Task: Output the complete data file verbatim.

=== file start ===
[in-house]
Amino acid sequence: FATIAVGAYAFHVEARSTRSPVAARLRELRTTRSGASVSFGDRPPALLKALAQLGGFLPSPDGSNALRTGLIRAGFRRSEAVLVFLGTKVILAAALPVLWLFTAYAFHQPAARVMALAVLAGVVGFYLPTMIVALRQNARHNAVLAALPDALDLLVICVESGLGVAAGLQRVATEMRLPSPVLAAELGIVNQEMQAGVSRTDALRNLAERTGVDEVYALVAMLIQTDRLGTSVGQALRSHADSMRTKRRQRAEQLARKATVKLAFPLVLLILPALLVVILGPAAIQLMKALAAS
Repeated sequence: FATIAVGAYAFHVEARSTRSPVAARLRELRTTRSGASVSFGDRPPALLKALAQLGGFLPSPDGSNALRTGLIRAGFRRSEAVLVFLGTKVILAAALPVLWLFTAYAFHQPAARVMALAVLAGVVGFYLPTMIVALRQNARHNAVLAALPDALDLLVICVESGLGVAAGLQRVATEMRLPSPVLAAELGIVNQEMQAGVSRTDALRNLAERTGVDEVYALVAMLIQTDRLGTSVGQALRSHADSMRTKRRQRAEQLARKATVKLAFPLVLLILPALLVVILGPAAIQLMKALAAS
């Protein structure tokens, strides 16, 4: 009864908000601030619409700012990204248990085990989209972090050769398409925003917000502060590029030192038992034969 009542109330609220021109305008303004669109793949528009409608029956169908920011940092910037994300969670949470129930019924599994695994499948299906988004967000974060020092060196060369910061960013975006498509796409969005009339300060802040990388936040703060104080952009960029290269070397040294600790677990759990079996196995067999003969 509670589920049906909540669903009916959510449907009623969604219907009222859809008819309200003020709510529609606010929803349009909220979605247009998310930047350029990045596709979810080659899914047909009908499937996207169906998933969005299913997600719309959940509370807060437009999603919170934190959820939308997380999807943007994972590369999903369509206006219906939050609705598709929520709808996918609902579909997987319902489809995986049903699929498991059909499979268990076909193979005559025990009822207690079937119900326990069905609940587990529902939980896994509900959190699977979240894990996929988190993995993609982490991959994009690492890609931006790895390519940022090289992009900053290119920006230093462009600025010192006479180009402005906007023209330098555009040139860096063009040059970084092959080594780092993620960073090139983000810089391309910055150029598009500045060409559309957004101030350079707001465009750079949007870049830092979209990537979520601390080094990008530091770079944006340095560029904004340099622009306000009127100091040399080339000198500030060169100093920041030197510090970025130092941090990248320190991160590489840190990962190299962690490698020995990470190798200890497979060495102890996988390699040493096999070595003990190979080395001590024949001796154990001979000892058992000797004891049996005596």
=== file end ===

[in-house]
Amino acid sequence: FATIAVGAYAFHVEARSTRSPVAARLRELRTTRSGASVSFGDRPPALLKALAQLGGFLPSPDGSNALRTGLIRAGFRRSEAVLVFLGTKVILAAALPVLWLFTAYAFHQPAARVMALAVLAGVVGFYLPTMIVALRQNARHNAVLAALPDALDLLVICVESGLGVAAGLQRVATEMRLPSPVLAAELGIVNQEMQAGVSRTDALRNLAERTGVDEVYALVAMLIQTDRLGTSVGQALRSHADSMRTKRRQRAEQLARKATVKLAFPLVLLILPALLVVILGPAAIQLMKALAAS
Repeated sequence: FATIAVGAYAFHVEARSTRSPVAARLRELRTTRSGASVSFGDRPPALLKALAQLGGFLPSPDGSNALRTGLIRAGFRRSEAVLVFLGTKVILAAALPVLWLFTAYAFHQPAARVMALAVLAGVVGFYLPTMIVALRQNARHNAVLAALPDALDLLVICVESGLGVAAGLQRVATEMRLPSPVLAAELGIVNQEMQAGVSRTDALRNLAERTGVDEVYALVAMLIQTDRLGTSVGQALRSHADSMRTKRRQRAEQLARKATVKLAFPLVLLILPALLVVILGPAAIQLMKALAAS
């Protein structure tokens, strides 16, 4: 009864908000601030619409700012990204248990085990989209972090050769398409925003917000502060590029030192038992034969 009542109330609220021109305008303004669109793949528009409608029956169908920011940092910037994300969670949470129930019924599994695994499948299906988004967000974060020092060196060369910061960013975006498509796409969005009339300060802040990388936040703060104080952009960029290269070397040294600790677990759990079996196995067999003969 509670589920049906909540669903009916959510449907009623969604219907009222859809008819309200003020709510529609606010929803349009909220979605247009998310930047350029990045596709979810080659899914047909009908499937996207169906998933969005299913997600719309959940509370807060437009999603919170934190959820939308997380999807943007994972590369999903369509206006219906939050609705598709929520709808996918609902579909997987319902489809995986049903699929498991059909499979268990076909193979005559025990009822207690079937119900326990069905609940587990529902939980896994509900959190699977979240894990996929988190993995993609982490991959994009690492890609931006790895390519940022090289992009900053290119920006230093462009600025010192006479180009402005906007023209330098555009040139860096063009040059970084092959080594780092993620960073090139983000810089391309910055150029598009500045060409559309957004101030350079707001465009750079949007870049830092979209990537979520601390080094990008530091770079944006340095560029904004340099622009306000009127100091040399080339000198500030060169100093920041030197510090970025130092941090990248320190991160590489840190990962190299962690490698020995990470190798200890497979060495102890996988390699040493096999070595003990190979080395001590024949001796154990001979000892058992000797004891049996005596």